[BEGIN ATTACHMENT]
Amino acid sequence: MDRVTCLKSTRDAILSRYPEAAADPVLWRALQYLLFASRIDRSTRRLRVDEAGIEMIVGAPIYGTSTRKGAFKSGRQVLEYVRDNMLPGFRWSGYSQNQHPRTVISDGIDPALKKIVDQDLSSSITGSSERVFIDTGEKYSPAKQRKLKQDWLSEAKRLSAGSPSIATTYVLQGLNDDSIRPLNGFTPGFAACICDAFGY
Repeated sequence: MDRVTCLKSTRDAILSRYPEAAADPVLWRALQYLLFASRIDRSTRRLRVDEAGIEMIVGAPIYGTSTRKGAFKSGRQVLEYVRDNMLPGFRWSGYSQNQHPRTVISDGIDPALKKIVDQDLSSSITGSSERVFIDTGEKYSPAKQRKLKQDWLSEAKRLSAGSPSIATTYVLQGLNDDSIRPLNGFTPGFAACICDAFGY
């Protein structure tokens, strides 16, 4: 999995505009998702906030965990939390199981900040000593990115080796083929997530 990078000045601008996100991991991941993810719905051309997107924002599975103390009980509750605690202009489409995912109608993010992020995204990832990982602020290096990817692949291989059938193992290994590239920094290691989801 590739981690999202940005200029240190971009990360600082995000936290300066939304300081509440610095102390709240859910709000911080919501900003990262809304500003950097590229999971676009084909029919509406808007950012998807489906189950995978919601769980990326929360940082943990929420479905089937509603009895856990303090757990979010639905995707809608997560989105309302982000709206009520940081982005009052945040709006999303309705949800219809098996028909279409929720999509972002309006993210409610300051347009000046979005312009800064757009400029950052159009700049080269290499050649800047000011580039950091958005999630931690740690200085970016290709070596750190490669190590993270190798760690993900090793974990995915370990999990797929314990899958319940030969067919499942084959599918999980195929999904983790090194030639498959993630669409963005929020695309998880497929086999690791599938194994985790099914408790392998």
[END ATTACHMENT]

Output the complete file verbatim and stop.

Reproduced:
Amino acid sequence: MDRVTCLKSTRDAILSRYPEAAADPVLWRALQYLLFASRIDRSTRRLRVDEAGIEMIVGAPIYGTSTRKGAFKSGRQVLEYVRDNMLPGFRWSGYSQNQHPRTVISDGIDPALKKIVDQDLSSSITGSSERVFIDTGEKYSPAKQRKLKQDWLSEAKRLSAGSPSIATTYVLQGLNDDSIRPLNGFTPGFAACICDAFGY
Repeated sequence: MDRVTCLKSTRDAILSRYPEAAADPVLWRALQYLLFASRIDRSTRRLRVDEAGIEMIVGAPIYGTSTRKGAFKSGRQVLEYVRDNMLPGFRWSGYSQNQHPRTVISDGIDPALKKIVDQDLSSSITGSSERVFIDTGEKYSPAKQRKLKQDWLSEAKRLSAGSPSIATTYVLQGLNDDSIRPLNGFTPGFAACICDAFGY
């Protein structure tokens, strides 16, 4: 999995505009998702906030965990939390199981900040000593990115080796083929997530 990078000045601008996100991991991941993810719905051309997107924002599975103390009980509750605690202009489409995912109608993010992020995204990832990982602020290096990817692949291989059938193992290994590239920094290691989801 590739981690999202940005200029240190971009990360600082995000936290300066939304300081509440610095102390709240859910709000911080919501900003990262809304500003950097590229999971676009084909029919509406808007950012998807489906189950995978919601769980990326929360940082943990929420479905089937509603009895856990303090757990979010639905995707809608997560989105309302982000709206009520940081982005009052945040709006999303309705949800219809098996028909279409929720999509972002309006993210409610300051347009000046979005312009800064757009400029950052159009700049080269290499050649800047000011580039950091958005999630931690740690200085970016290709070596750190490669190590993270190798760690993900090793974990995915370990999990797929314990899958319940030969067919499942084959599918999980195929999904983790090194030639498959993630669409963005929020695309998880497929086999690791599938194994985790099914408790392998």